“Is it as funny when the indoctrinated look like you?”
I’ve been teased for not liking the decorative vibe of a certain bar (which will remain unnamed) near Central Square, in Cambridge. But coming from a country whose “leaders” have used completely hollow pseudo-socialist jargon and notions for decades in order to grind every functioning institution into the ground, I think I can be forgiven for not finding “revolutionary” themed locales in most-definitely-capitalist Boston particularly amusing, whatever the intentions of the bar owners may be.
And this casual embracement of some cool notion of “revolution” is not just a thing I see here in the States; while I can only commend the current sustained efforts of the student protests in Venezuela, I remember not too long ago, back in 2007, when protesting became popular as “the thing” for young, hip kids to do. My generation grew up watching our parents don baseball caps, T-shirts, and signs, take pots and pans to bang their frustration publicly, joining organized marchas every week or so. We would see them come back, a bit fatigued but often uplifted, and we barely realized that we had actually been a tiny bit concerned for their safety, not until we felt the faint rush of relief to see them totally unscathed.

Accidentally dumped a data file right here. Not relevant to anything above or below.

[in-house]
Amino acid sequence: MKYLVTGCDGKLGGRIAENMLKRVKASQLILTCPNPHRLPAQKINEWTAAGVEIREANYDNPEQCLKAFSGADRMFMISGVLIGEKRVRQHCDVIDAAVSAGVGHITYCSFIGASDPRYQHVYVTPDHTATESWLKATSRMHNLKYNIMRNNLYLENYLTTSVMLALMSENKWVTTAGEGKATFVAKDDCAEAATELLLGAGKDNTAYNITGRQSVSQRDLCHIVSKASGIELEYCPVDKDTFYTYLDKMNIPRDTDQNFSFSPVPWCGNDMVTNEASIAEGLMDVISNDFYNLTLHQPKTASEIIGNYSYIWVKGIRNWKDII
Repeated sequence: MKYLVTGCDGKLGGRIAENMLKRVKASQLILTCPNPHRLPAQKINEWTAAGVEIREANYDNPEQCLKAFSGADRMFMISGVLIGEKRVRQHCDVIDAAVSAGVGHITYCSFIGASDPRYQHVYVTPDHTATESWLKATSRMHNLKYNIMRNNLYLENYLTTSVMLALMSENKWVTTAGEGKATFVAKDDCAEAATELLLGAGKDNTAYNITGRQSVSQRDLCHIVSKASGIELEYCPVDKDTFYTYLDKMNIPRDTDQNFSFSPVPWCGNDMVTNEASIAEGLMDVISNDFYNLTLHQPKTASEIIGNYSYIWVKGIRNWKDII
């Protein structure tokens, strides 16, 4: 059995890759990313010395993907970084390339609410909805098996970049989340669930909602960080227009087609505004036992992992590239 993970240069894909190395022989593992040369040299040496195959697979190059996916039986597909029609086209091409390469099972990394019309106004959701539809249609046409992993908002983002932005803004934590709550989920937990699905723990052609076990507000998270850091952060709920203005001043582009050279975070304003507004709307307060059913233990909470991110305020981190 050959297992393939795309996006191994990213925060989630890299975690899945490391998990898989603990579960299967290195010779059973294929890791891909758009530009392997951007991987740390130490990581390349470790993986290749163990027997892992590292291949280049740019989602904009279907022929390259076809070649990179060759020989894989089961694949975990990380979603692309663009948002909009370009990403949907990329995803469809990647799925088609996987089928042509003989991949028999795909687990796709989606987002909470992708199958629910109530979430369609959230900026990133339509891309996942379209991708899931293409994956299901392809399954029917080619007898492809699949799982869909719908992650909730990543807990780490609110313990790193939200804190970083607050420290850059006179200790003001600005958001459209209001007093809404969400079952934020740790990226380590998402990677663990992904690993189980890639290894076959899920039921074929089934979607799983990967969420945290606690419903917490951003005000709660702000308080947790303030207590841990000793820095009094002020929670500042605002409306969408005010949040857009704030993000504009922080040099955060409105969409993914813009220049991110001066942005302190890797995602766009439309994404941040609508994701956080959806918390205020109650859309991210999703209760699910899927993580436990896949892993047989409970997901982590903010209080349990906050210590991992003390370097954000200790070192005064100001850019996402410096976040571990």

We also saw those same parents drink glasses of wine in the wee hours of the morning of the April 11th, 2002 coup d’etat, only to awaken to see them balk at an unalterable, very real political reality. Our parents eventually dropped their signs and hopes for change, and refocused their efforts to surviving in an ever-deteriorating political world. So how could I take up “protesting,” just because it was cool to say you had felt the burning sensation of tear gas coursing through your nose, eyes, and throat, and you had thrown a few rocks at the cops? And how can I sit in a bar with large framed photos of Lenin, Che Guevara, and Mao, and chuckle at my own cool irony?
But ignoring my own sourness, today’s poet, Kelly Tsai, voices some of my frustrations in a much more eloquent and funny fashion. This poem is “Mao”: